Fig. 3 Giovanni Battista Lusieri, A View of the Ruins of the Baths of Caracalla, 1779-1781, graphite, pen and black ink, watercolor, 509 x 657 mm, Cleveland Museum of Art, Severance and Greta Millikin Purchase Fund 2022.93

Lusieri’s signal qualities were his poetic sensibility towards landscape and nature and his unequalled mastery of the watercolor medium. His practice was, astonishingly, given the large-scale paper on which he regularly worked, to paint on the spot not just to record the contours of the composition, but, whenever possible, to establish the coloring and an exactness of detail with the watercolor. In the open air, he would obsessively build up several layers of pure watercolor to a high degree of finish—the rich intensity of his coloring is without parallel in this medium—and, as he wrote in 1819 to Lord Elgin in an account of working methods, ‘to finish them from nature with the greatest diligence, so that his work might be worthy of public approval’. In this way of working, often finishing his watercolors on site rather than in the studio, he achieved, with the eye of a naturalist, an uncanny accuracy of the coloring of the saturated atmosphere of Italian light. It should also be noted that Lusieri’s refinement extended to his taste in Roman subjects. He eschewed the most obvious commercial sites in his paintings—no views of the Colosseum, the Pantheon, the Forum, or Tivoli— in favor of rarely depicted monuments such as the Baths of Caracalla, or the great panoramas such as the views of the rooftops of Rome or that of the timeless, unspoilt world of our drawing.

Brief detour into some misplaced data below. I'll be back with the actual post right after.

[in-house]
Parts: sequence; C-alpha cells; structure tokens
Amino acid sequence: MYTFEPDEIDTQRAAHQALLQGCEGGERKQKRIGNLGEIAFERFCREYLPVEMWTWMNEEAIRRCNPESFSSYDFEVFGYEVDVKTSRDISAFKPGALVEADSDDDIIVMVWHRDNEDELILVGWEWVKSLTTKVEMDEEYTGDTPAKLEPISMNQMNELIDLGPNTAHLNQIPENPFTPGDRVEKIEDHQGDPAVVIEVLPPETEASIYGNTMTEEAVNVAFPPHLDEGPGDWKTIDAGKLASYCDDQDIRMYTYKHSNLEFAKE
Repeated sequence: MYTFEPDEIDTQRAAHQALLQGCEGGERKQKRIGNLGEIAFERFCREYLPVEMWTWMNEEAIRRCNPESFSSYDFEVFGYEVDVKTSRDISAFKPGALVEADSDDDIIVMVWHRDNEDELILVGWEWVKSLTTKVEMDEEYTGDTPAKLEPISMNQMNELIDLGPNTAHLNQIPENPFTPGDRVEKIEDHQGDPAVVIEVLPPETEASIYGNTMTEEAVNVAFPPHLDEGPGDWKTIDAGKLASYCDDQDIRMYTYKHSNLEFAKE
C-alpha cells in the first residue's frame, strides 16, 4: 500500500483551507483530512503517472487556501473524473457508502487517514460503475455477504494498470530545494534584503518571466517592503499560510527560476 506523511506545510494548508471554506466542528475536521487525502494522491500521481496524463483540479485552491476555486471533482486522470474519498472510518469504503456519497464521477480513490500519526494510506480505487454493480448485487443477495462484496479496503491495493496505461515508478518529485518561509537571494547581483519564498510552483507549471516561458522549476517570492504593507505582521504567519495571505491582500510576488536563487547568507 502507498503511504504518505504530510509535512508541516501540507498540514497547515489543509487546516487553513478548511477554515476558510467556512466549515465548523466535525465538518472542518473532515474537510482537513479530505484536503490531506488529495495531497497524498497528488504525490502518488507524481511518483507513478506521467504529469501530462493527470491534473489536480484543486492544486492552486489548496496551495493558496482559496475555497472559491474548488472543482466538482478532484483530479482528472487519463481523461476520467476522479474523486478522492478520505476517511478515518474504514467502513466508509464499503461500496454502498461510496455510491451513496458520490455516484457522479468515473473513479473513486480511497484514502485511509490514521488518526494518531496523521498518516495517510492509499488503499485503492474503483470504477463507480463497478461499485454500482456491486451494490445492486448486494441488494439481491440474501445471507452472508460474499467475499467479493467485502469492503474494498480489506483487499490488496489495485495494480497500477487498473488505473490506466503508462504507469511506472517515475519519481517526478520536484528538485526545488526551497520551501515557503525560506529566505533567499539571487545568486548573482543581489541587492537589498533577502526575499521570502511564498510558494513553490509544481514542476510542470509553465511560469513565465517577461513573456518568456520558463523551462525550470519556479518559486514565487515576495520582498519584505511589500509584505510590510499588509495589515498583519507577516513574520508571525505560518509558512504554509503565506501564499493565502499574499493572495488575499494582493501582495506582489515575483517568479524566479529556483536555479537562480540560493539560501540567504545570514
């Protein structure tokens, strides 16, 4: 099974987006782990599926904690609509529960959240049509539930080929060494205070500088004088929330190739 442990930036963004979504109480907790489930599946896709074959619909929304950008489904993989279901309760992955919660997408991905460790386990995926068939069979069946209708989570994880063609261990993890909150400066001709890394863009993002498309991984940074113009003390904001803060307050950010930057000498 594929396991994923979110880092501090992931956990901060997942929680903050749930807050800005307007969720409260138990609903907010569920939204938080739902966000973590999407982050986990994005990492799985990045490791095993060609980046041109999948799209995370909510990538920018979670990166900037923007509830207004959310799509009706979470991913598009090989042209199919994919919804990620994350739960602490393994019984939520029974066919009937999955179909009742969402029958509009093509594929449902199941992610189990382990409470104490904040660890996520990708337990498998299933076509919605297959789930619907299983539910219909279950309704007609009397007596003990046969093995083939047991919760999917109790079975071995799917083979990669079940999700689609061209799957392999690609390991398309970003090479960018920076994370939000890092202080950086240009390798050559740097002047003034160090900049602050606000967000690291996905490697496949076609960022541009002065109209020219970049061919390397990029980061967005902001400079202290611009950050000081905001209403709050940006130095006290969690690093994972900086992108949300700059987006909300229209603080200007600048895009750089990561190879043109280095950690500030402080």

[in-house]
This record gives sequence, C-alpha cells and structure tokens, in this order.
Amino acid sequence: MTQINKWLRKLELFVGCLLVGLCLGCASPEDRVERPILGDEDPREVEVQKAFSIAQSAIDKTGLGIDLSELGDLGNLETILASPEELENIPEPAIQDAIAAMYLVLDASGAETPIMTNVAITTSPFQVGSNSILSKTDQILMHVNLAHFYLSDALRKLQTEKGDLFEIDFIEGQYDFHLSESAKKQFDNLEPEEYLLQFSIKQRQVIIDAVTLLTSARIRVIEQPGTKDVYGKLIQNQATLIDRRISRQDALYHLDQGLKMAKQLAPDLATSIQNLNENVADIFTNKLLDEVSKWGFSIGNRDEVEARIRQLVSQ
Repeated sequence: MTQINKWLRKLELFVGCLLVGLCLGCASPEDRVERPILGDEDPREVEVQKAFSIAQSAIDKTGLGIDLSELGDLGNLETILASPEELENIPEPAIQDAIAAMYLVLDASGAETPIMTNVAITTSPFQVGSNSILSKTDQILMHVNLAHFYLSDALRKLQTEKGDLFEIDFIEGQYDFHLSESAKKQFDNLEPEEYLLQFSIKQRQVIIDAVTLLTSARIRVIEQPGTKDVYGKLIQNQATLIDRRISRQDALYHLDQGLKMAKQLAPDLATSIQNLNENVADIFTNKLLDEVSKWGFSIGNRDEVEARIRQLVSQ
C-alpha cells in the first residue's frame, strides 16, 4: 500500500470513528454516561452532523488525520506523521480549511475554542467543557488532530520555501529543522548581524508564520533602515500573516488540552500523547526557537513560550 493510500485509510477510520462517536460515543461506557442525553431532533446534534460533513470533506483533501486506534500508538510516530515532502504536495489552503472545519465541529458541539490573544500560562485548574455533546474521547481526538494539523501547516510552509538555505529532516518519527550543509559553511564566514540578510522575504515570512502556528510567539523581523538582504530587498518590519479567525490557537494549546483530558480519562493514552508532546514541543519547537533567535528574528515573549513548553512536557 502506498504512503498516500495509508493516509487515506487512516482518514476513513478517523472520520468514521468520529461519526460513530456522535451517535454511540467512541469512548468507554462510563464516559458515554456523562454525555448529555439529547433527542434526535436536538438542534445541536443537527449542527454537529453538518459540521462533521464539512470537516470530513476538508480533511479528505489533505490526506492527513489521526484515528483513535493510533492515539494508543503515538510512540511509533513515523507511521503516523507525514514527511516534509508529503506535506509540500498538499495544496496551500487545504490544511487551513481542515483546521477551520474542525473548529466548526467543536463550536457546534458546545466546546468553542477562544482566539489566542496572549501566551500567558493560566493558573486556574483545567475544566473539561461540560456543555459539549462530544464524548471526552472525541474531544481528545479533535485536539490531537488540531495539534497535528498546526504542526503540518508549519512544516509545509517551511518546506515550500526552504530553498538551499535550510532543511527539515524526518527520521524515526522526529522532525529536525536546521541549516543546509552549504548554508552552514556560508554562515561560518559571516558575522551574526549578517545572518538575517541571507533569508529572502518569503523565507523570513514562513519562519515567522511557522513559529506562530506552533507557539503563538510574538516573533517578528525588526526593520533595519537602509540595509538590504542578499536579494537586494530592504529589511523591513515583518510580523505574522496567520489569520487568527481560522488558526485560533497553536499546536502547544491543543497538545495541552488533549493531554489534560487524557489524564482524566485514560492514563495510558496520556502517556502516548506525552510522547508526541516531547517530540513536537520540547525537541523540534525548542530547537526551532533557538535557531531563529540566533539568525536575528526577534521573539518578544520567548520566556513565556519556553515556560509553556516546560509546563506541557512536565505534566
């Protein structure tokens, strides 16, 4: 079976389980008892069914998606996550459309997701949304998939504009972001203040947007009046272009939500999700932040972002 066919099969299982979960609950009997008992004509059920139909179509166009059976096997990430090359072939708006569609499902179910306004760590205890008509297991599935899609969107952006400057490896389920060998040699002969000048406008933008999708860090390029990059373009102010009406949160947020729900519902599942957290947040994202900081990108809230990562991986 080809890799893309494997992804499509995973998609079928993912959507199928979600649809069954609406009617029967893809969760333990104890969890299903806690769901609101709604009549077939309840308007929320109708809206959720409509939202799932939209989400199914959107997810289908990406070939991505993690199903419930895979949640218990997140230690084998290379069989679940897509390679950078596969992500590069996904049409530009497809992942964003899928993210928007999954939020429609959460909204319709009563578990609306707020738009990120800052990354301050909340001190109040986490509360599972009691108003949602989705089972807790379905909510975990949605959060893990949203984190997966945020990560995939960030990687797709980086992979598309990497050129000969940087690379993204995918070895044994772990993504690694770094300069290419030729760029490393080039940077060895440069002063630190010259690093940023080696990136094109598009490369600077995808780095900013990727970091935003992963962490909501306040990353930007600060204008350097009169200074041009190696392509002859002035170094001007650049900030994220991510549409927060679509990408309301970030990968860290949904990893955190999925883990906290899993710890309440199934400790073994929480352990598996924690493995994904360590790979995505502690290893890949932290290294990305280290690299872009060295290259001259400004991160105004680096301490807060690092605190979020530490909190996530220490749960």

The present example, showing the intensely green and fertile Tiber Valley in early morning light, is the only known view of this landscape and one of fewer than ten surviving panoramic vedute compositions (several of which are recorded in various versions) from the Roman period made between 1778 and Lusieri’s departure for Naples in late 1781 or early 1782. The drawing boasts an unbroken provenance, remaining in the same family for nearly 250 years since it was painted ca. 1779, and survives in a remarkable state of preservation.❖

W. Mark Brady